During the 2017 racing season, N.J.’s Bridgeport Speedway management will be able to offer auto racing on three differently sized dirt ovals. Ongoing work to build a new 3/8-mile track between the current outside, long-established 5/8-mile and the inner 1/4-mile ovals, is expected to be completed at some point next racing season. It’s believed that Bridgeport will be the only facility in the country to offer fans racing competition on three different sized dirt tracks from the same seat in the main grandstand.
“We are in the process of building a third track at the facility,” confirmed speedway General Manager Danny Serrano.
“It will literally sit between the 5/8 and the 1/4 mile while sharing the front stretch,” said Serrano. “The new track’s size will be 3/8-mile. We’ve already had several meetings with the New Jersey State Police (NJSP, which regulates auto racing in New Jersey). They are on board and have been helping us make any of the changes and requirements needed to see this become a reality.”
Fans and racers attending events at Bridgeport late this season have seen construction crews cutting out the 3/8-mile speedway. Fill dirt is already in place which shows the shape of the new speedway. Like the 1/4-mile, there will be no outside barrier around the new track’s perimeter.
“The base has been laid out and the clay has been ordered,” said Serrano. “It’s going to happen, but we wanted to stress that there is no timetable as to when the new track will be complete or see its first race. Our goal is to have a race or two by the end of summer in 2017. It could be sooner than that or later. We don’t want to lead anyone on by announcing a date because simply there isn’t one at this time.”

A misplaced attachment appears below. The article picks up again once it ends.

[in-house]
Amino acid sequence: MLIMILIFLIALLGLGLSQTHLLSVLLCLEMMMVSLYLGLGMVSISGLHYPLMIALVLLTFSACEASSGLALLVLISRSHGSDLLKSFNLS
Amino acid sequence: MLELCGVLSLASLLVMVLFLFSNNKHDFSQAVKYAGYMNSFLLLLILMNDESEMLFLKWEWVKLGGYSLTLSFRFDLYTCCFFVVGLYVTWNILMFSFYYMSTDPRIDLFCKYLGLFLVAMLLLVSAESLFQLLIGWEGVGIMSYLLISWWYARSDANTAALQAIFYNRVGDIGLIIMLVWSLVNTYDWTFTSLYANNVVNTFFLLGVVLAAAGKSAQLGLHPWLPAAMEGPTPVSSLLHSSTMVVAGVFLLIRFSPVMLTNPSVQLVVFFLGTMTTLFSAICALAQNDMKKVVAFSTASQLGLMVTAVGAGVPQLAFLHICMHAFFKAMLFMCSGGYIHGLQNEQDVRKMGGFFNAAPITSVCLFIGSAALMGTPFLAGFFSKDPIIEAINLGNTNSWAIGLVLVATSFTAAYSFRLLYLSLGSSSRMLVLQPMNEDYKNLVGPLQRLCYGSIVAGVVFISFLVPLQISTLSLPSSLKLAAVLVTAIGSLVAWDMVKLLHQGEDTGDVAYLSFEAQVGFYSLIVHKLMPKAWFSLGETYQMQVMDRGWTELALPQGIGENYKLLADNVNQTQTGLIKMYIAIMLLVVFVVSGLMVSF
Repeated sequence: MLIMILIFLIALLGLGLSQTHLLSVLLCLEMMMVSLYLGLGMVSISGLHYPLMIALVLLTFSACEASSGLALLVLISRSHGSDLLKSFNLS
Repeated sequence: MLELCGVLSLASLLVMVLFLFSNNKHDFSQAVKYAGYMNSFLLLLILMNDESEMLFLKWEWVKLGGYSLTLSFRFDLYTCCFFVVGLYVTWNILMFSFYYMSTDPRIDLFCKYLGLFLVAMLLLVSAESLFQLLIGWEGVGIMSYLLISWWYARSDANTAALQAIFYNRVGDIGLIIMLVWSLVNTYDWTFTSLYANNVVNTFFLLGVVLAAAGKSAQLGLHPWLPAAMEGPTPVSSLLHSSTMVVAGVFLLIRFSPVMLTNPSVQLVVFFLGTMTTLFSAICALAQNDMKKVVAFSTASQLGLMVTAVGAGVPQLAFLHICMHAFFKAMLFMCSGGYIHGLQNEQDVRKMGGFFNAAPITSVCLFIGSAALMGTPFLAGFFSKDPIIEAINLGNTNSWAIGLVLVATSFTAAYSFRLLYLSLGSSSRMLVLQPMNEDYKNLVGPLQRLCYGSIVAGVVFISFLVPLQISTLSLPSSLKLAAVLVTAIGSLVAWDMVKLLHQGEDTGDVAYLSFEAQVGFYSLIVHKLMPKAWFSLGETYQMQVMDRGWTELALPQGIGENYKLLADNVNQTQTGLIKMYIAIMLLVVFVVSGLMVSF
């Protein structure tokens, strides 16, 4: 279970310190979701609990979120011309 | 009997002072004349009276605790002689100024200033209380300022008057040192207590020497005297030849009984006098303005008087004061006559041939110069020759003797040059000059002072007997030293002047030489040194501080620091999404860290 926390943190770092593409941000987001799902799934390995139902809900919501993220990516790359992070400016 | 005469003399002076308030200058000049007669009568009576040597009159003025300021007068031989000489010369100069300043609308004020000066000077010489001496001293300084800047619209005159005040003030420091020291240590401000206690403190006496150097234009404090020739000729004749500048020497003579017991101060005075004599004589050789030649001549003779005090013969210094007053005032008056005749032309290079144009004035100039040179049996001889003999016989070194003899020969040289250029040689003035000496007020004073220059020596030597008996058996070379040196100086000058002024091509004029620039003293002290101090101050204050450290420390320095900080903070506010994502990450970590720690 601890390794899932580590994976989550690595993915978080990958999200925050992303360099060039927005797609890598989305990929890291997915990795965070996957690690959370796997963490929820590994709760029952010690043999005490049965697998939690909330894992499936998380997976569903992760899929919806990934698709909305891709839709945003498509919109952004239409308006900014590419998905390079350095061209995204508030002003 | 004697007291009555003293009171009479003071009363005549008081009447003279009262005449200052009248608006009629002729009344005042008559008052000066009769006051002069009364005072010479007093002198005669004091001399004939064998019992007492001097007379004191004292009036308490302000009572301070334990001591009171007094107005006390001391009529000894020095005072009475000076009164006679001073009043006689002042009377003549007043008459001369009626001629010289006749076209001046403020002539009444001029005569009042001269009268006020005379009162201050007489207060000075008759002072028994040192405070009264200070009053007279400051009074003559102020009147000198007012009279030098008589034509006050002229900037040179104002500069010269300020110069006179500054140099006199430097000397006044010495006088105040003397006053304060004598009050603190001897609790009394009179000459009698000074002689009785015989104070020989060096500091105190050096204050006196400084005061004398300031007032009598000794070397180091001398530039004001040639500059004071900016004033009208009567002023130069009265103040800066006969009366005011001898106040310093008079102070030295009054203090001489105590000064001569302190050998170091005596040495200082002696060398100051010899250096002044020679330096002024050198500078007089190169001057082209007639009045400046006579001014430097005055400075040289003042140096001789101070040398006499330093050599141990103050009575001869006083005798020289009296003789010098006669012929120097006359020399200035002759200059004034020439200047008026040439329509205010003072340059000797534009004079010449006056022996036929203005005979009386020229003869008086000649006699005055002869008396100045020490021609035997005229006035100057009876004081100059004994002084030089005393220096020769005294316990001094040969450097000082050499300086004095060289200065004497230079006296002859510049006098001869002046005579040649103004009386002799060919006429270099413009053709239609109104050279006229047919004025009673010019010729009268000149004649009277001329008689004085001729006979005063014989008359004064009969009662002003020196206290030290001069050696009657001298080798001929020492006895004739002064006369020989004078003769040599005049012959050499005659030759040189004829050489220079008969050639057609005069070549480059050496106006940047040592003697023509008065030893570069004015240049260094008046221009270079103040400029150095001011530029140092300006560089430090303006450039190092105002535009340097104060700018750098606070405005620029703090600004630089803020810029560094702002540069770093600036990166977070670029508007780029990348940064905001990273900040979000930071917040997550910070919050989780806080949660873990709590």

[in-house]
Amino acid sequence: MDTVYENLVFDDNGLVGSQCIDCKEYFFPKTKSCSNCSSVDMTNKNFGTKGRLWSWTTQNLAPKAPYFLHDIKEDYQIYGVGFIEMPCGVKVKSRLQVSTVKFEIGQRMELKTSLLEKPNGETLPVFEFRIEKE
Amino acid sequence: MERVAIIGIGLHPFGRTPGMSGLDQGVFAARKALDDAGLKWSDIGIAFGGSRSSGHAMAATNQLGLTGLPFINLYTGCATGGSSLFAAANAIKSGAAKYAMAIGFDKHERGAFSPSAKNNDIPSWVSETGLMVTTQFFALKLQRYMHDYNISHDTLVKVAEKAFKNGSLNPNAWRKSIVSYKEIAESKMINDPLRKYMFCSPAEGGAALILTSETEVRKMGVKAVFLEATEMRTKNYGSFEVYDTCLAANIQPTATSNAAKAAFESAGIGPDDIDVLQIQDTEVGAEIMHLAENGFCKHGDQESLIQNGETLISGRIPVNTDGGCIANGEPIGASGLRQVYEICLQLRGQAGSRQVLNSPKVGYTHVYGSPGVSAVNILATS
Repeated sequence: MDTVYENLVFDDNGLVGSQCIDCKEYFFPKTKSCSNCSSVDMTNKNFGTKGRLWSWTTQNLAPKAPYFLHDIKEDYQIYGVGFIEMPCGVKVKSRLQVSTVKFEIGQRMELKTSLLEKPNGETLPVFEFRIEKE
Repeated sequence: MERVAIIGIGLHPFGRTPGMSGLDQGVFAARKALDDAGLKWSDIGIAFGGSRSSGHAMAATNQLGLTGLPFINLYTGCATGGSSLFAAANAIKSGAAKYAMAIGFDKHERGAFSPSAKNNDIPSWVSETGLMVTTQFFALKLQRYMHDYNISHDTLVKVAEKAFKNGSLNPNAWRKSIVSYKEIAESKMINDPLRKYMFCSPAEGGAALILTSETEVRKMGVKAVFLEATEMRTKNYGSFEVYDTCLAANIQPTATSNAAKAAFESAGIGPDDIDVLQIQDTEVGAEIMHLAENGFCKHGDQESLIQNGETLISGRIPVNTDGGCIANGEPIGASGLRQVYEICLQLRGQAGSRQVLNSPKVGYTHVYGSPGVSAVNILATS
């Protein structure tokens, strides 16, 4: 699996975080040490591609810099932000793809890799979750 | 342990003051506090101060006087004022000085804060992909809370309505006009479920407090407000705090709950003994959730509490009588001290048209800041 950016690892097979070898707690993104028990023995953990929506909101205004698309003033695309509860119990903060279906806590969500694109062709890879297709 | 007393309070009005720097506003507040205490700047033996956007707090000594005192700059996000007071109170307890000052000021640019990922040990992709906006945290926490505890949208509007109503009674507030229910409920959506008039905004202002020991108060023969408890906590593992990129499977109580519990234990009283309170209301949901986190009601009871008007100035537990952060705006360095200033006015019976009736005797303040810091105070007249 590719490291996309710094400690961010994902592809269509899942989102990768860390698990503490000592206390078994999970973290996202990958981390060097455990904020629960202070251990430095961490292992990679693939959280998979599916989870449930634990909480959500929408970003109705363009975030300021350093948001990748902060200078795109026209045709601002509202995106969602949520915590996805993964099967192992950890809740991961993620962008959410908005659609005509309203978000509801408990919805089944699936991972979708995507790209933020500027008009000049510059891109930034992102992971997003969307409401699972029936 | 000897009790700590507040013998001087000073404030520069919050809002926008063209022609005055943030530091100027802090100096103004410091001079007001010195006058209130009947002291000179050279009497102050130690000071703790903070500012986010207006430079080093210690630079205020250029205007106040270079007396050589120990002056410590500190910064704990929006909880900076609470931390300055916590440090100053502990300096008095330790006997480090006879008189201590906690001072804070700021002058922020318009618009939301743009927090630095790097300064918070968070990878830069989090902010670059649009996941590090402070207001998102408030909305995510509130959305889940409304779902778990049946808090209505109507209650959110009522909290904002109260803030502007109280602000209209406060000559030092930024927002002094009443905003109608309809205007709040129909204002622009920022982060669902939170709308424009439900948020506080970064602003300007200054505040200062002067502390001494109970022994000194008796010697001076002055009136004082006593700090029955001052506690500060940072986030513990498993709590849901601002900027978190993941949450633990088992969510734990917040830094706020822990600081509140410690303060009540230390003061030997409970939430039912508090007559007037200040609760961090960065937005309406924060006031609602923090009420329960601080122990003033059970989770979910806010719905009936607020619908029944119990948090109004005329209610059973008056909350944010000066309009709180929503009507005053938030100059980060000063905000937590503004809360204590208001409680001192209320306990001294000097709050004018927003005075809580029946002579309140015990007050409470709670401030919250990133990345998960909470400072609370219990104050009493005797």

The possiblity of a fourth track appears to have been shelved for now. In an attempt to help the South Jersey Quarter-Midget Club, track owner Brian Ramey had agreed to help them build a 1/20-mile dirt track on his grounds for their young racers. Increasing cost and date limitations at their current speedway location on the grounds of N.J.’s Atco Dragway had produced discussion with Bridgeport about it being their new home.
Ramey had agreed to give them space and help them build a new facility at Bridgeport in the parking lot behind the main grandstands. That idea went to the vote of SJQM membership this past week and was narrowly defeated. Thus the club will remain as they have been for many years in Atco, N.J.
Bridgeport’s 2017 race schedule is expected to mirror that of 2016. The focus will remain on the 5/8-mile that opened in 1972 and the 1/4-mile which was added later for Micro-Sprints.
“We’ve built a strong foundation over the past four years that has proven to be successful in almost all aspects,” said Serrano. “For the most part Bridgeport (5/8) and Spirit (recently renamed 1/4 mile) speedways will see minimal change heading into the 2017 campaign. We wanted to get that out to everyone before even more rumors starting flying around in the industry.”
Many loyal Bridgeport supporters don’t want to see weekly racing taken from the 5/8-mile. Others, however, would love to see the smaller 3/8 track run weekly in future years, with only big, special events held on the 5/8-mile.
“While we are continuously striving on bettering our product for our racers and fans alike we also know that change is not always the answer,” said Serrano.
“We all know Bridgeport is a big track, one of the biggest around. That in itself is unique and attractive. The drivers that race with us like that about Bridgeport. However, their are many drivers that shy away from Bridgeport because of the size and speeds. The new track will give us options.”